Archive for August, 2012
My most steadfast hiking buddy passed away this morning. His name was Jimmie (after the band Jimmie’s Chicken Shack). He spent 15 years and 4.5 months on this beautiful earth.
I have written before how adopting this small puppy from the Montgomery County Humane Society in 1997 impacted my life (See Happy 10th Birthday, Jimmie Dog). Jimmie’s adoption led to an active lifestyle. Finding adventures for my dog introduced me to my love of hiking and the mountains. His mere presence meant I was never really “alone” on any endeavor so he gave me the confidence (placebo?) to head into the woods alone and find my independence. He is a dog I will remember with gratitude.
The trails Jimmie has hiked over the years can be measured in “hundreds of miles”. Along the way, he has seen some amazing views. The slideshow below is an excerpt of some of the scenery we shared together. (You don’t have to have the attention span for all the slides, but do please note at how many slides there are. Epic!)
Last night, Ryan, Sagan and I took Jimmie across the river to Occoquan Regional Park. Jimmie was too weak to walk, so we drove to the park and we carried him to the shoreline. We sat under a sycamore tree. We watched ducks commute and ospreys tend to their young. We listened to the summer buzz of cicadas and people splashing on the west shore of the river. The sun set and together Jimmie and I took in one final view.
One Last View (Photo by Ryan Somma)
I love you, Jimmie Dog. I wish you happy trails.
More pictures of Jimmie’s Last Outing can be found on my Flickr site.
Sagan’s Uncle Thad is a Kung Fu instructor and his Aunt Rachelle also happens to have her Shao Lin black belt. Our third full day in New York City, we travelled to Central Park to watch Thad teach a Ba Gua Broadsword class in Tupelo Meadows.
My friend from high school Brian joined us and then there was a surprise spectator as well– an Eastern box turtle (Terrapene carolina carolina)!
There was a small mishap. As Sagan worked on a poopy in the park, we were light heartedly encouraging him and joking around. Little did we know, this poopy was a free spirit which would not be contained by diapie, pants or onesie. We had packed extra diapies and wipes (an improvement upon our American Museum outing), but we did not have an extra outfit handy. Sagan spent the rest of the afternoon allegedly getting stares from strangers (I was oblivious to judgemental looks).
We ate at a nearby Shake Shack which Sagan seemed to really enjoy. After that, we stopped by the Upper West Side Patagonia which was having their annual 50% off sale. Sagan managed to find a baby in the mirror.
At that point it was time to return to Brooklyn. We got to squeeze in some final visiting with Brian on the Subway.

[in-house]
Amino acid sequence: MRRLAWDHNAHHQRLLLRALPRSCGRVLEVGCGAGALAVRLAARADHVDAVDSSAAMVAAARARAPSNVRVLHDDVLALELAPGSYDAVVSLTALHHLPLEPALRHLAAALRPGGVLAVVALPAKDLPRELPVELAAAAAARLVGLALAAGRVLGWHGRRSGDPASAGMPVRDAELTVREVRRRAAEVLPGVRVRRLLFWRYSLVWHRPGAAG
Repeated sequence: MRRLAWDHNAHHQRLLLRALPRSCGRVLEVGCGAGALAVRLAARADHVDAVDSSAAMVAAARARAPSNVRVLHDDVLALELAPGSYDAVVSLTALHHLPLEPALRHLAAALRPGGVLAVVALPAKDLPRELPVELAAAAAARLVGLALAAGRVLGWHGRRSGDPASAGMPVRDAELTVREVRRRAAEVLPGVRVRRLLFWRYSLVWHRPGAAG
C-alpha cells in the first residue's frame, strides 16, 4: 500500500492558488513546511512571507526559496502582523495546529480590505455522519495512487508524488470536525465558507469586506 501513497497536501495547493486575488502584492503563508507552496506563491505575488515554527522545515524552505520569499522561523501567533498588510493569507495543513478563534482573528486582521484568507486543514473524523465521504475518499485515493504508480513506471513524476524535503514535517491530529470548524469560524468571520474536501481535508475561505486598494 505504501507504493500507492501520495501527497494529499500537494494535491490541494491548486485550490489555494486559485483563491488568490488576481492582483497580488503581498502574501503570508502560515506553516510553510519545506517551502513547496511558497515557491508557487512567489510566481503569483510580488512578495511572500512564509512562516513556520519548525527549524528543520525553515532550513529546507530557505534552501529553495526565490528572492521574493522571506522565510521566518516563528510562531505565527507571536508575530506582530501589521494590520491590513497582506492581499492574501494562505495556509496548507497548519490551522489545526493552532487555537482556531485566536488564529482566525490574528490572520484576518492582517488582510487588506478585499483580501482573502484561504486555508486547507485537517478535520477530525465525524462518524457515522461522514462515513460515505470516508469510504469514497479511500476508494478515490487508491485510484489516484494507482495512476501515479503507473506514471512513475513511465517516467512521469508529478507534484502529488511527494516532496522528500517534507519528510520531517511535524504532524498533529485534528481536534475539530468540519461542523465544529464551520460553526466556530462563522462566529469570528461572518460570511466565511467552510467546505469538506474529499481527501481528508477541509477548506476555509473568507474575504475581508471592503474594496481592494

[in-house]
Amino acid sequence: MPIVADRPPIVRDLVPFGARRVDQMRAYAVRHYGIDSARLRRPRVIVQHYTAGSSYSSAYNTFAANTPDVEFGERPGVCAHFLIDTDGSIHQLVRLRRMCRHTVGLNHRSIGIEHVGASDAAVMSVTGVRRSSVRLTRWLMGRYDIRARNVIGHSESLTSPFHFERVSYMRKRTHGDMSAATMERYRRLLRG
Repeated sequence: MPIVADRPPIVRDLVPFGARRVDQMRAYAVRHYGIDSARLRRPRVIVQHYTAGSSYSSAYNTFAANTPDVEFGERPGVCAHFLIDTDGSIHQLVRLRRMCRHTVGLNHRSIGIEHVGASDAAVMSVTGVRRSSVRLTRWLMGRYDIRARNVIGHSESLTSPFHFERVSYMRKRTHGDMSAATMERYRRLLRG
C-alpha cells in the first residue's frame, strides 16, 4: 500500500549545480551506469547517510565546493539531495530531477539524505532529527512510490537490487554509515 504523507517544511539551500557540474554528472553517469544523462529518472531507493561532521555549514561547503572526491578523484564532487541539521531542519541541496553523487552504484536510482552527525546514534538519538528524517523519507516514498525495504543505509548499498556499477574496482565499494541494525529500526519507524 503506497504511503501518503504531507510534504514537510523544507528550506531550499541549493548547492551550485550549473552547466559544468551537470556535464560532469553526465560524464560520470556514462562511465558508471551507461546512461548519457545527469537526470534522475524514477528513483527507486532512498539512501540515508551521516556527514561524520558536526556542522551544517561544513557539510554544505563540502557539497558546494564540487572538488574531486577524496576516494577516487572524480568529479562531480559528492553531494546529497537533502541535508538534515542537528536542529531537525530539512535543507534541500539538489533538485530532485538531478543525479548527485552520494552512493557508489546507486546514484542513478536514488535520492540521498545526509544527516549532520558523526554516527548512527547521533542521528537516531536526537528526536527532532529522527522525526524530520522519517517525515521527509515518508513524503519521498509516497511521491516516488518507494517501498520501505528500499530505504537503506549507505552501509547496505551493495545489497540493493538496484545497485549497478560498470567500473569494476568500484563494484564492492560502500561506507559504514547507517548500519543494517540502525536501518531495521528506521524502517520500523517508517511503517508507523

It was a lovely way to spend our last full day in New York. More pictures of our outing to Central Park can be found on my Flickr site.
When Ryan and I are out and conversation turns to the baby, one question will invariably get asked. Young or old, male or female, family friend or complete stranger, whoever we are talking to will eventually ask:
Does he sleep through the night?
Typically our answer is he sleeps through the night, but we don’t. Sagan still “dream feeds”. Although our system is completely manageable (Team work, booyah!), sometimes there is a little bit of envy when we hear other parents reveal how long their babies sleep.
Today, my friends, the opposite should be true!
My father passed away July 27th, but last night I got to have the most pleasant reunion with him while I slept. We were in a hospital lobby and everyone who attended my father’s funeral was there– all his siblings, his cousins, old co-workers, bridge players and even my boss Larry. Even though my father was still skinny, he had all the vibrancy and animation of his healthier days. He was surrounded by all his loved ones. He was telling his stories and laughing, laughing, laughing.
When Sagan started to stir in real life, he had impeccable timing. He woke me up while my father’s laughter was still echoing in my head. Waking at that moment guaranteed that it was a dream that would get remembered.
When morning arrived, sure I was more tired than I would have been if I slept all the way through the night. But I’m very thankful I didn’t. : )
I love reading the trivia on imdb. When I’m watching movies at home, I typically have the trivia page open and I peruse it as the film plays.
In June, I had a short story “Trees on Mars: Microbes and Football” included in the 10th Issue of Luna Station Quarterly. Trees are going to make or break the Mars terraforming efforts and this story is a short narrative from that crucial “tree-phrase”. Although only 2000 words long, it drew on a myriad of influences from Carl Sagan to E.O. Wilson to The Oatmeal to even ESPN’s Kenny Mayne. In case there are any me’s out there, a slideshow of related trivia is below. : )